On the other side of the Channel, the House of Windsor got off to a high note in January when HRH Prince William visited Australia to great acclaim. In March long-time Irish republican embarrassment Gerry Adams announced he would be retiring from his leadership of Sinn Fein. The Prince of Wales visited British troops in Afghanistan and in May the Duchess of York was captured on video offering to sell “access” to her ex-husband for $720,000. After a general election David “Call me Dave” Cameron became Her Majesty’s Prime Minister in a Tory-LibDem coalition government. In June Cameron issued a formal apology for the shootings of “Bloody Sunday” in Derry, Northern Ireland, in 1972 after the end of the government investigation into the matter. Also in June HRH Prince Harry of Wales visited New York, visiting the Big Apple and training with U.S. Army officer cadets at West Point. This summer HM the Queen also visited New York City, paying her respects at Ground Zero and speaking to the UN on her way back to the UK from a very successful cross-country tour of Her Majesty’s Dominion of Canada. Even the notoriously boring PM Stephen Harper was moved to remark on the importance of the Canadian monarchy on such an occasion. It was in November, however, that the biggest British royal news came when Prince William announced his engagement to longtime girlfriend Kate Middleton.

Moving to the Low Countries, in the Netherlands celebrations for National Day and the state opening of Parliament this year were both marred by minor disturbances, the Royal Family, thankfully were unharmed in both events. In October the Prince and Princess of Orange journeyed to the Dutch possessions in the Caribbean to oversee the formal dissolution of the Netherlands Antilles. The controversial PVV party in the Dutch parliament also expressed their wish that the Queen be removed from any role in government. Across the border, Belgian Prime Minister Yves Leterme resigned and fears of split raised their ugly heads again, not lessened by the fact that Belgium has been unable to form a government since then. On June 30, Their Majesties King Albert II and Queen Paola of the Belgians were on hand for the celebrations of the anniversary of Congolese independence. Fifty years earlier the King’s elder brother and predecessor had visited Leopoldville for the formal handover of independence to the former Belgian colony. In September the Crown Prince visited Mexico to attend the festivities for the 200th anniversary of the call to arms in 1810 that led to Mexican independence. We recall, of course, that the last Empress of Mexico was a Belgian princess.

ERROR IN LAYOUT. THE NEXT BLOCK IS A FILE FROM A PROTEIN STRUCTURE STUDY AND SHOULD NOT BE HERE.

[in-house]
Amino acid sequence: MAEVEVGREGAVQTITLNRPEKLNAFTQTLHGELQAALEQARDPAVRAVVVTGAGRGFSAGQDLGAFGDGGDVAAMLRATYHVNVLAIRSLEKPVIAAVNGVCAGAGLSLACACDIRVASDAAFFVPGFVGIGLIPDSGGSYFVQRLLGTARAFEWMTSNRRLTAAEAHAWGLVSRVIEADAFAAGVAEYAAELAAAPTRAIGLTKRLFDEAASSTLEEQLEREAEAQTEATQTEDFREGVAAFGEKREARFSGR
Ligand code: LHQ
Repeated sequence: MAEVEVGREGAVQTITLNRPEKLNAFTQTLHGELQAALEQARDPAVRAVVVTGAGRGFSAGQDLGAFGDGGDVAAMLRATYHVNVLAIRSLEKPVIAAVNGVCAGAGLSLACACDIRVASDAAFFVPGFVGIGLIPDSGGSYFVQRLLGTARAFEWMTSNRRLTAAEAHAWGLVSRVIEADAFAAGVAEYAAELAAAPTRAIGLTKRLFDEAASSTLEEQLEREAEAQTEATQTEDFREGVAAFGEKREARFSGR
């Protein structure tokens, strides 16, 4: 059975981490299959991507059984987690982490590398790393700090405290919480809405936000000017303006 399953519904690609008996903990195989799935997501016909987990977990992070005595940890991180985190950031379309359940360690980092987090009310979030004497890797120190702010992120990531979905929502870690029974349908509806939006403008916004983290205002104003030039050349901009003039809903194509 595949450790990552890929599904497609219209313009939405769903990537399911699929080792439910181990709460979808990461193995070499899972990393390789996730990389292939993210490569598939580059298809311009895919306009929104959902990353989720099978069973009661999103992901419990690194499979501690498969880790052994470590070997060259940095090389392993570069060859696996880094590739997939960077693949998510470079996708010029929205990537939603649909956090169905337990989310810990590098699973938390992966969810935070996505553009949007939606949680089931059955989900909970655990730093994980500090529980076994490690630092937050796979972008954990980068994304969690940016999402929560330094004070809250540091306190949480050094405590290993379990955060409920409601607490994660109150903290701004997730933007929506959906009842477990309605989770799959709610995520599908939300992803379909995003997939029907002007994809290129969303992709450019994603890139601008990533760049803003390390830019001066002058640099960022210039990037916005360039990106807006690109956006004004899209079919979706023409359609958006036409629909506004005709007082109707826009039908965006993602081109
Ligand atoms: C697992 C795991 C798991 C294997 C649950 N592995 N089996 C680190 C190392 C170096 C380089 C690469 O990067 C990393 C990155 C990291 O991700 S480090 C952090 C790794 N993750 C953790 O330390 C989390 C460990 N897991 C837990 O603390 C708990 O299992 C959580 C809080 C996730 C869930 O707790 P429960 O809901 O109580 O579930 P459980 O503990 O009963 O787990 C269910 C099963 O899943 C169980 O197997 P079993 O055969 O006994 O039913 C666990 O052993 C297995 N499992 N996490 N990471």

Finally, the far north, in Scandinavia, in January HM King Harald V of Norway celebrated his 19th anniversary as reigning monarch. Things have been going so relatively smoothly for the Kingdom of Norway that there has been little of great significance to report on this year. However, to the south, Crown Princess Mary of Denmark endured some ridicule in the media after being photographed with a criminal at a party and when a senior official with her charitable foundation assaulted an escort worker. However, there was better news in August when it was announced that the Danish crown princely couple are expecting twins. Across the Baltic, Princess Madeleine of Sweden broke off her engagement to Jonas Bergstrom after he was found fooling around with a snow bunny. In June, however, there was happier news as HRH Crown Princess Victoria of Sweden was married to longtime beau Daniel Westling. This year the Swedish Bernadotte dynasty celebrated their 200th anniversary on the throne after their forefather, a former French marshal, was elected King of Sweden.